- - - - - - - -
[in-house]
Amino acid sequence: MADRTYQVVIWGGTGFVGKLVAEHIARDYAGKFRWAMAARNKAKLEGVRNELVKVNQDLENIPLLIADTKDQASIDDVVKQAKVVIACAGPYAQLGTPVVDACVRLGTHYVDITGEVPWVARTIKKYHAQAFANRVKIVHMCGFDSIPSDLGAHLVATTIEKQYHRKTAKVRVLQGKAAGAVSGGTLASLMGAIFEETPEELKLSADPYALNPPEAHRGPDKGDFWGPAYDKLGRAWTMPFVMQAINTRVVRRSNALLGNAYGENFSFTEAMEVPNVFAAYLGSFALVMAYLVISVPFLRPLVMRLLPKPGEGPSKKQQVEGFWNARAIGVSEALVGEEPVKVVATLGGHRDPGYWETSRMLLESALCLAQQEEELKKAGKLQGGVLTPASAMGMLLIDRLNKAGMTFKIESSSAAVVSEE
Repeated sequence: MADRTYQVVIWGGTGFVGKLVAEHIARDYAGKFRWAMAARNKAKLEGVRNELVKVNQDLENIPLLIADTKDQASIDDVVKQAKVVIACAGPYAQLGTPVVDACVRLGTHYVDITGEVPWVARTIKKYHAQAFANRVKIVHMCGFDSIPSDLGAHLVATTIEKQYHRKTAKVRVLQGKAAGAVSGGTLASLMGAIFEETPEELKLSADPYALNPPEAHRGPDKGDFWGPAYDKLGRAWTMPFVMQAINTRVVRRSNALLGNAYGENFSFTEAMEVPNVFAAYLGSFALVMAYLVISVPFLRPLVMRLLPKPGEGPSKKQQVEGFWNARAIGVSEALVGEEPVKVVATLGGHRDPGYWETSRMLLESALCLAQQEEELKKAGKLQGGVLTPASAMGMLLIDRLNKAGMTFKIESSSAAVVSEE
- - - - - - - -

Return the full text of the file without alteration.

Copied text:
[in-house]
Amino acid sequence: MADRTYQVVIWGGTGFVGKLVAEHIARDYAGKFRWAMAARNKAKLEGVRNELVKVNQDLENIPLLIADTKDQASIDDVVKQAKVVIACAGPYAQLGTPVVDACVRLGTHYVDITGEVPWVARTIKKYHAQAFANRVKIVHMCGFDSIPSDLGAHLVATTIEKQYHRKTAKVRVLQGKAAGAVSGGTLASLMGAIFEETPEELKLSADPYALNPPEAHRGPDKGDFWGPAYDKLGRAWTMPFVMQAINTRVVRRSNALLGNAYGENFSFTEAMEVPNVFAAYLGSFALVMAYLVISVPFLRPLVMRLLPKPGEGPSKKQQVEGFWNARAIGVSEALVGEEPVKVVATLGGHRDPGYWETSRMLLESALCLAQQEEELKKAGKLQGGVLTPASAMGMLLIDRLNKAGMTFKIESSSAAVVSEE
Repeated sequence: MADRTYQVVIWGGTGFVGKLVAEHIARDYAGKFRWAMAARNKAKLEGVRNELVKVNQDLENIPLLIADTKDQASIDDVVKQAKVVIACAGPYAQLGTPVVDACVRLGTHYVDITGEVPWVARTIKKYHAQAFANRVKIVHMCGFDSIPSDLGAHLVATTIEKQYHRKTAKVRVLQGKAAGAVSGGTLASLMGAIFEETPEELKLSADPYALNPPEAHRGPDKGDFWGPAYDKLGRAWTMPFVMQAINTRVVRRSNALLGNAYGENFSFTEAMEVPNVFAAYLGSFALVMAYLVISVPFLRPLVMRLLPKPGEGPSKKQQVEGFWNARAIGVSEALVGEEPVKVVATLGGHRDPGYWETSRMLLESALCLAQQEEELKKAGKLQGGVLTPASAMGMLLIDRLNKAGMTFKIESSSAAVVSEE